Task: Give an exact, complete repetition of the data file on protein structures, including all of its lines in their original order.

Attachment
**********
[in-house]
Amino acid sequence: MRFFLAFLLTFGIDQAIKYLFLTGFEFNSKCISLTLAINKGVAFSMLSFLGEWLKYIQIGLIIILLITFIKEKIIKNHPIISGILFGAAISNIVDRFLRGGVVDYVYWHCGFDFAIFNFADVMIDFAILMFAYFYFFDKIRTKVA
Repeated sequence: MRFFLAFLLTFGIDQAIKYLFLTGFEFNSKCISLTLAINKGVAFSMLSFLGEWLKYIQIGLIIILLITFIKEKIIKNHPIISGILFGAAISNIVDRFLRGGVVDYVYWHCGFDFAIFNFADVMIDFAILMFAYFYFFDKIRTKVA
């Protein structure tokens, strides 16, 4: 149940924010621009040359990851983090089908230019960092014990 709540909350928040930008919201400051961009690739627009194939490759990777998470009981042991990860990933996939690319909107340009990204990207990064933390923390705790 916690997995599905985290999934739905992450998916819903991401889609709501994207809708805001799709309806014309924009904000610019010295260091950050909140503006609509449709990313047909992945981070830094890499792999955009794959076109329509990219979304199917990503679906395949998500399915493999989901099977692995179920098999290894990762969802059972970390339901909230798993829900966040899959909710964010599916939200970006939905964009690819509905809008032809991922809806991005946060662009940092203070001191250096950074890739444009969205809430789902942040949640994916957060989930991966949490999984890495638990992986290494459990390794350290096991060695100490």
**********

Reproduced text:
[in-house]
Amino acid sequence: MRFFLAFLLTFGIDQAIKYLFLTGFEFNSKCISLTLAINKGVAFSMLSFLGEWLKYIQIGLIIILLITFIKEKIIKNHPIISGILFGAAISNIVDRFLRGGVVDYVYWHCGFDFAIFNFADVMIDFAILMFAYFYFFDKIRTKVA
Repeated sequence: MRFFLAFLLTFGIDQAIKYLFLTGFEFNSKCISLTLAINKGVAFSMLSFLGEWLKYIQIGLIIILLITFIKEKIIKNHPIISGILFGAAISNIVDRFLRGGVVDYVYWHCGFDFAIFNFADVMIDFAILMFAYFYFFDKIRTKVA
């Protein structure tokens, strides 16, 4: 149940924010621009040359990851983090089908230019960092014990 709540909350928040930008919201400051961009690739627009194939490759990777998470009981042991990860990933996939690319909107340009990204990207990064933390923390705790 916690997995599905985290999934739905992450998916819903991401889609709501994207809708805001799709309806014309924009904000610019010295260091950050909140503006609509449709990313047909992945981070830094890499792999955009794959076109329509990219979304199917990503679906395949998500399915493999989901099977692995179920098999290894990762969802059972970390339901909230798993829900966040899959909710964010599916939200970006939905964009690819509905809008032809991922809806991005946060662009940092203070001191250096950074890739444009969205809430789902942040949640994916957060989930991966949490999984890495638990992986290494459990390794350290096991060695100490």